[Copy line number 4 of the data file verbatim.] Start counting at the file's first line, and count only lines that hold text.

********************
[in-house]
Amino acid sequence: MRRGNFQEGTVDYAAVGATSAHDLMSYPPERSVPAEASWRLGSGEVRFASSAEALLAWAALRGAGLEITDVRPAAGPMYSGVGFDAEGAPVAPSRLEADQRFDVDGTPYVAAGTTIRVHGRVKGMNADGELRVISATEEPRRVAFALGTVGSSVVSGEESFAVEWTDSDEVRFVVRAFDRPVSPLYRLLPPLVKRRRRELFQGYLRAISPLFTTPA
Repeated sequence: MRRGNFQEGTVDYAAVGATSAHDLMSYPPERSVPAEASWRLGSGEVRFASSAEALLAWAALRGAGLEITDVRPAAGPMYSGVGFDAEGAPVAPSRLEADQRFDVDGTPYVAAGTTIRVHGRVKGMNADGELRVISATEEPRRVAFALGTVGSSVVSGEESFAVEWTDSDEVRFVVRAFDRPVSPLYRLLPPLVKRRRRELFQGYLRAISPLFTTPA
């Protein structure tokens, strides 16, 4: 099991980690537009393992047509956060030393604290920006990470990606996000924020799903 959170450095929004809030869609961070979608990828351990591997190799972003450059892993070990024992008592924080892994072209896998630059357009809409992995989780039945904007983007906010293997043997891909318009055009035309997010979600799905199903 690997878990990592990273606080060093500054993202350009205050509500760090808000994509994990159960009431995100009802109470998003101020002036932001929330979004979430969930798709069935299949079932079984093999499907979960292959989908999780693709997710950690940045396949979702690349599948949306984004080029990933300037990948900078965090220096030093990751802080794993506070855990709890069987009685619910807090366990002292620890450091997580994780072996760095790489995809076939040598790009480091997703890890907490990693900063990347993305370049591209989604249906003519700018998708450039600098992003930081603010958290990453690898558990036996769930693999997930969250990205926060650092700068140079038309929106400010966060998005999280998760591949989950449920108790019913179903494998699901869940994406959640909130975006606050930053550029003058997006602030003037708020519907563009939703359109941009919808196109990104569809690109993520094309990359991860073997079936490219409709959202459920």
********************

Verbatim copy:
């Protein structure tokens, strides 16, 4: 099991980690537009393992047509956060030393604290920006990470990606996000924020799903 959170450095929004809030869609961070979608990828351990591997190799972003450059892993070990024992008592924080892994072209896998630059357009809409992995989780039945904007983007906010293997043997891909318009055009035309997010979600799905199903 690997878990990592990273606080060093500054993202350009205050509500760090808000994509994990159960009431995100009802109470998003101020002036932001929330979004979430969930798709069935299949079932079984093999499907979960292959989908999780693709997710950690940045396949979702690349599948949306984004080029990933300037990948900078965090220096030093990751802080794993506070855990709890069987009685619910807090366990002292620890450091997580994780072996760095790489995809076939040598790009480091997703890890907490990693900063990347993305370049591209989604249906003519700018998708450039600098992003930081603010958290990453690898558990036996769930693999997930969250990205926060650092700068140079038309929106400010966060998005999280998760591949989950449920108790019913179903494998699901869940994406959640909130975006606050930053550029003058997006602030003037708020519907563009939703359109941009919808196109990104569809690109993520094309990359991860073997079936490219409709959202459920």